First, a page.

Thank you for signing up for the Negotiating Basics workshop. The workshop will take place in the [Learning and Environmental Sciences Building on the St. Paul campus] from [time-time] in [room] on [Date].
    [Insert description of workshop].

    I’m looking forward to seeing you on Monday for our Negotiating Basics workshop. We have sold-out, so if you are no longer able to attend, please decline the meeting invitation in Google calendar. And, likewise, if you haven’t confirmed your participation in Google calendar, please do so we have the correct number of handouts.

    There is no pre-work required for this workshop. You will need a pen.

    Have a wonderful week and I will see you on Monday!

    [Your name]

    Post-workshop handout

    Post-workshop email

    We recommend sending out the post-workshop email within a day or two of the completion of the workshop, to remind participants of any actions they planned to take on going forward, and to get feedback while experience is still fresh.

    Here’s an example:

    Dear Workshop Participants:

    Thank you for attending up for the Negotiating workshop. 
    We’re always looking to make these workshops more useful and effective, so please take moment to complete the attached survey and let us know what was helpful about the workshop and what else you would hope to gain from a future workshop.
    Thank you
    [Your name]
    Survey Example
    Click here for Google form.
    Ideally, the post-workshop email will include a link to post survey utilizing Survey Monkey, Google Forms, or a similar easy-to-use application. Here are some examples of questions:
    Did you gain the skills you hope to gain from this workshop?

    If not, what did you hope to learn that you would like to see in a future workshop?

    What were the most valuable take-aways?

    Do you feel more confident heading into your next negotiation scenario?

    Please use this space to offer any other feedback you feel would be useful for the facilitators and for future workshops.

    References

    Stevens, C. K., Bavetta, A. G., & Gist, M. E. (1993). Gender differences in the acquisition of salary negotiation skills: the role of goals, self-efficacy, and perceived control. Journal of Applied Psychology78(5), 723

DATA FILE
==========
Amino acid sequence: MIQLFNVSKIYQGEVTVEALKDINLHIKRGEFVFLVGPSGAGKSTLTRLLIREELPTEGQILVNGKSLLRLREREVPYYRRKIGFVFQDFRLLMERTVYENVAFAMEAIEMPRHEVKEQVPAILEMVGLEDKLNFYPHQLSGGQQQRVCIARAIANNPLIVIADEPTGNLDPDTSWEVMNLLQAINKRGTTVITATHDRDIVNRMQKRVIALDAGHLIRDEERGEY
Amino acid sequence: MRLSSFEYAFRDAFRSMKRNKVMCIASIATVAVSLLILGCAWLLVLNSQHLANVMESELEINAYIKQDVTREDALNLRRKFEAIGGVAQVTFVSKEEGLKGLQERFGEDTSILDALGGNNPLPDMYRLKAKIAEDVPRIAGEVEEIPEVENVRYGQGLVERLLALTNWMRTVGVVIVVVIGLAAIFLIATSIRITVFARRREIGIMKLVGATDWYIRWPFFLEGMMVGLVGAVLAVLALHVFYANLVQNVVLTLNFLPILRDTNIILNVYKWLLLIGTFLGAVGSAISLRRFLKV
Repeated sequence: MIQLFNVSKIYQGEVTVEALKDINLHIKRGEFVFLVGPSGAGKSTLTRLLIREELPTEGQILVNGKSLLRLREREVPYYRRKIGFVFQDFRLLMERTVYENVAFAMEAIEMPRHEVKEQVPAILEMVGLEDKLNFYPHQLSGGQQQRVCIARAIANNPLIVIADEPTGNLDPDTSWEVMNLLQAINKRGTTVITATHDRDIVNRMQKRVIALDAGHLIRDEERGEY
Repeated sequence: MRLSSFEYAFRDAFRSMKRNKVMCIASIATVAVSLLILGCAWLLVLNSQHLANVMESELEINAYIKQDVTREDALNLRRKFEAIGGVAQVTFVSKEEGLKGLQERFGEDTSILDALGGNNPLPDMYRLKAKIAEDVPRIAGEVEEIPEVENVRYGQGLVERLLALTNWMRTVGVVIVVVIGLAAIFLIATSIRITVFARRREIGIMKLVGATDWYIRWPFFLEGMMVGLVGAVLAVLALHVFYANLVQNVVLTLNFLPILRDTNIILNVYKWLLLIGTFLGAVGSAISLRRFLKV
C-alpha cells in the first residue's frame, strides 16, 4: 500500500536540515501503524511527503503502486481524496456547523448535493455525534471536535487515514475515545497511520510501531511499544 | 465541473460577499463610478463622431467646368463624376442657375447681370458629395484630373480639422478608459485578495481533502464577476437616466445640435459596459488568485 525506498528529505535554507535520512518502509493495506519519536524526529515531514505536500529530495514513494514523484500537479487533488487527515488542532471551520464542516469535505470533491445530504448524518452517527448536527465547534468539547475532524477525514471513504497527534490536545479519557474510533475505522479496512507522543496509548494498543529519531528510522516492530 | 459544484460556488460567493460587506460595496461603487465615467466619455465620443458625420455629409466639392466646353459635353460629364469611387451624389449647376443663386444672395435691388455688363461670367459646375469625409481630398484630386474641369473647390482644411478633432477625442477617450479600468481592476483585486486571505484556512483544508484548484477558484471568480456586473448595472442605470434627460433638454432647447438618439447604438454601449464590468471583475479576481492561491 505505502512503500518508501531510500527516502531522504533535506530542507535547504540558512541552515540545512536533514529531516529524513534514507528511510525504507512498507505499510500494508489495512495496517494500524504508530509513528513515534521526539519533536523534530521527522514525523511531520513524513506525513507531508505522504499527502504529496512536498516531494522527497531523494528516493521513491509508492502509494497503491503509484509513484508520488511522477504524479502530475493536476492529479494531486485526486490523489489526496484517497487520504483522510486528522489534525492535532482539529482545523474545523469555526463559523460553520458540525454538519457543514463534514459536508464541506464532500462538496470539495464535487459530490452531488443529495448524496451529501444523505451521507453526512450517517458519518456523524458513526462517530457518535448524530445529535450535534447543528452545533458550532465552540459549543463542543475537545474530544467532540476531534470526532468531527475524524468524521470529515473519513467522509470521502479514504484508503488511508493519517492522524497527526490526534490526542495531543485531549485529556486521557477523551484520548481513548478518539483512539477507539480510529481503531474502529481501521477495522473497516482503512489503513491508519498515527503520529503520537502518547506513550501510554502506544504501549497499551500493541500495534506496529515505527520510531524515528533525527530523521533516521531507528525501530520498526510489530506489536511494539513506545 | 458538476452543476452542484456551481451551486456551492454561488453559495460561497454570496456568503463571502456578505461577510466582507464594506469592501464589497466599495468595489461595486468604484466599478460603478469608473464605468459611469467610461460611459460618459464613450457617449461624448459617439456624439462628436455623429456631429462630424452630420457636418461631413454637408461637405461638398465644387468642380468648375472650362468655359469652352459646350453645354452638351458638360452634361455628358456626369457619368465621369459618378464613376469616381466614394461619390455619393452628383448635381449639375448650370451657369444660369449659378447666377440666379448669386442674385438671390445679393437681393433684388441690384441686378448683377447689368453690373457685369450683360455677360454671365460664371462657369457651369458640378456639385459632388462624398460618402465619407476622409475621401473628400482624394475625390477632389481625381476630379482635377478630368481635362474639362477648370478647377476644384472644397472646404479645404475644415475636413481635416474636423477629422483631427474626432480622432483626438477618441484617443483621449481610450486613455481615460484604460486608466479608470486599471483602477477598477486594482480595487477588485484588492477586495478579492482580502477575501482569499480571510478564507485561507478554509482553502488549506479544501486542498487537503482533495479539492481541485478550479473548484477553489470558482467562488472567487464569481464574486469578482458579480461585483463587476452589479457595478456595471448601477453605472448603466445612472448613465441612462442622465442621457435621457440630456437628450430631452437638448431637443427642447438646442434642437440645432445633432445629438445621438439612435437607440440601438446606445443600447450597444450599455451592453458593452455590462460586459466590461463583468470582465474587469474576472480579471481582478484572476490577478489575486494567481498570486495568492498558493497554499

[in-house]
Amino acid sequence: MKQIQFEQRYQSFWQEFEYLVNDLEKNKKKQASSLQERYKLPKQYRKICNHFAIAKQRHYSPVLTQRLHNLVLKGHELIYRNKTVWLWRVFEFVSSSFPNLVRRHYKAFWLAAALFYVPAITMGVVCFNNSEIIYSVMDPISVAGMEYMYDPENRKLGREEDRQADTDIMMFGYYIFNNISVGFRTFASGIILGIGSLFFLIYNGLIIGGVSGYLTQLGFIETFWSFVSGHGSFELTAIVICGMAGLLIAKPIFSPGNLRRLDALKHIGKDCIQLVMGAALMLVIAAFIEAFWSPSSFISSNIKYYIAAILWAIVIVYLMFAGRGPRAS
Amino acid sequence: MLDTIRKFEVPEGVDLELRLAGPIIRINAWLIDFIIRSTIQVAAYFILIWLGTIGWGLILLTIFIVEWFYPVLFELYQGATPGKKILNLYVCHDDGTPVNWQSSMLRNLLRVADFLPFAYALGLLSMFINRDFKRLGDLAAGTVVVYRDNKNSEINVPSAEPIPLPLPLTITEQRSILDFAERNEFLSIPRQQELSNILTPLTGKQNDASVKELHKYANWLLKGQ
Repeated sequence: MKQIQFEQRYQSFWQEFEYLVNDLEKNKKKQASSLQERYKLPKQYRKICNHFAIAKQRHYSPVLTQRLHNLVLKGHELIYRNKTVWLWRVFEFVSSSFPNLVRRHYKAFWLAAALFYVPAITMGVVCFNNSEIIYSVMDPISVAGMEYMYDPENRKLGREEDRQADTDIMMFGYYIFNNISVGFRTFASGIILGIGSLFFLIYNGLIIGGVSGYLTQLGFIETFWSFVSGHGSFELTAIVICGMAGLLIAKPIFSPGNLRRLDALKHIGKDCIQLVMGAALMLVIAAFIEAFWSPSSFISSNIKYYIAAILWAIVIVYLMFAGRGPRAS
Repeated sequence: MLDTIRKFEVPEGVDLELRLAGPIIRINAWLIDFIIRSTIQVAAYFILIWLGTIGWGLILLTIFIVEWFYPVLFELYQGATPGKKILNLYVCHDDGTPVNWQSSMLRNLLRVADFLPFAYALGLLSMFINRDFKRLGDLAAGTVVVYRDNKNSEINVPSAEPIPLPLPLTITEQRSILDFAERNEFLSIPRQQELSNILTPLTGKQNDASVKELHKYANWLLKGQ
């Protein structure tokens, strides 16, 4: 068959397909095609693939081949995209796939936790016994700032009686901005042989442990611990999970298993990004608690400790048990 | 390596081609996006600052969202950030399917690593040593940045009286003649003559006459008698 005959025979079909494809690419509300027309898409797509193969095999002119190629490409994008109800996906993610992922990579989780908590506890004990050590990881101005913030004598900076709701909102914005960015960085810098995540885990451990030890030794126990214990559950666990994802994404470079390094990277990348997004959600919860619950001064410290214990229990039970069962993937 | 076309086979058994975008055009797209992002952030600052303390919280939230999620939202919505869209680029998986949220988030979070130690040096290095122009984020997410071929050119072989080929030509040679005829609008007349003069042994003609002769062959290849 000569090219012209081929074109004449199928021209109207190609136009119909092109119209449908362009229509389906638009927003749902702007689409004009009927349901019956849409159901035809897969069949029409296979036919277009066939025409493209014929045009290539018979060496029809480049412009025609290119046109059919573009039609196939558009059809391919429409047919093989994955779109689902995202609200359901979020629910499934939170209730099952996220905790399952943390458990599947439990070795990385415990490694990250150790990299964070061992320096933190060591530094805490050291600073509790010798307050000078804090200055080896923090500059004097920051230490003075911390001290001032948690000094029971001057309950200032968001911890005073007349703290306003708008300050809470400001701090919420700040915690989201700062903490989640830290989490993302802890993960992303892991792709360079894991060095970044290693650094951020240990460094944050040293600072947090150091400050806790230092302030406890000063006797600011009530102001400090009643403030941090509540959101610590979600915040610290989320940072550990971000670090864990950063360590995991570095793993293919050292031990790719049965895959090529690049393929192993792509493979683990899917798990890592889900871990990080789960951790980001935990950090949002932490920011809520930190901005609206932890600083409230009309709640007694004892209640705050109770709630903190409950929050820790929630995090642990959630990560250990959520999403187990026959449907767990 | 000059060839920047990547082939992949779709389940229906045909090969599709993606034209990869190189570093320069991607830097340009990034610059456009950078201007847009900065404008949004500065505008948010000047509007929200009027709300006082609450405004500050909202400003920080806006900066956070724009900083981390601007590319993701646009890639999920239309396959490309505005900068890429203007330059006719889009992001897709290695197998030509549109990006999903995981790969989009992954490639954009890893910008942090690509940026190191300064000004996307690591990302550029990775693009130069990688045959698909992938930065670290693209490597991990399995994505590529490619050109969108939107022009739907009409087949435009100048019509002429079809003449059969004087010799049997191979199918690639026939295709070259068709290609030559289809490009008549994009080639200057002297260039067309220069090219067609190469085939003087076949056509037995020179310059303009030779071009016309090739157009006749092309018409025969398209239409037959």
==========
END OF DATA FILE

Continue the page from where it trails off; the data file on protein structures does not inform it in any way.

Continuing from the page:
O’shea, P. G., & Bush, D. F. (2002). Negotiation for starting salary: Antecedents and outcomes among recent college graduates. Journal of Business and Psychology16(3), 365-382.

    Bottom, W. P., Holloway, J., Miller, G. J., Mislin, A., & Whitford, A. (2006). Building a pathway to cooperation: Negotiation and social exchange between principal and agent. Administrative Science Quarterly51(1), 29-58.

    Kelman, H. C. (1996). Negotiation as interactive problem solving. International Negotiation1(1), 99-123.

    Videos

    How to negotiate nicely without being a pushover – Harvard Business Review
    Negotiations can be collaborative, and it’s possible to be firm without it being a painful experience.
    The Wrong and Right Way to Negotiate
    Watch a negotiation go wrong, and then by utilizing a few key skills, go better.

    Websites

    Teaching Girls Negotiation Skills In Zambia
    Negotiation skills can be a path to social and economic empowerment.

    Ten Famous Historical Negotiations
    Harvard Law School briefly reviews ten landmark cases and how key skills came into play.

    Attending Boreas workshops has allowed me to learn and implement several valuable leadership tools in an increasingly connected world and how to present myself in a professional manner on paper, online, and in person.

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    Melaney Dunne

    Master's Student Conservation Biology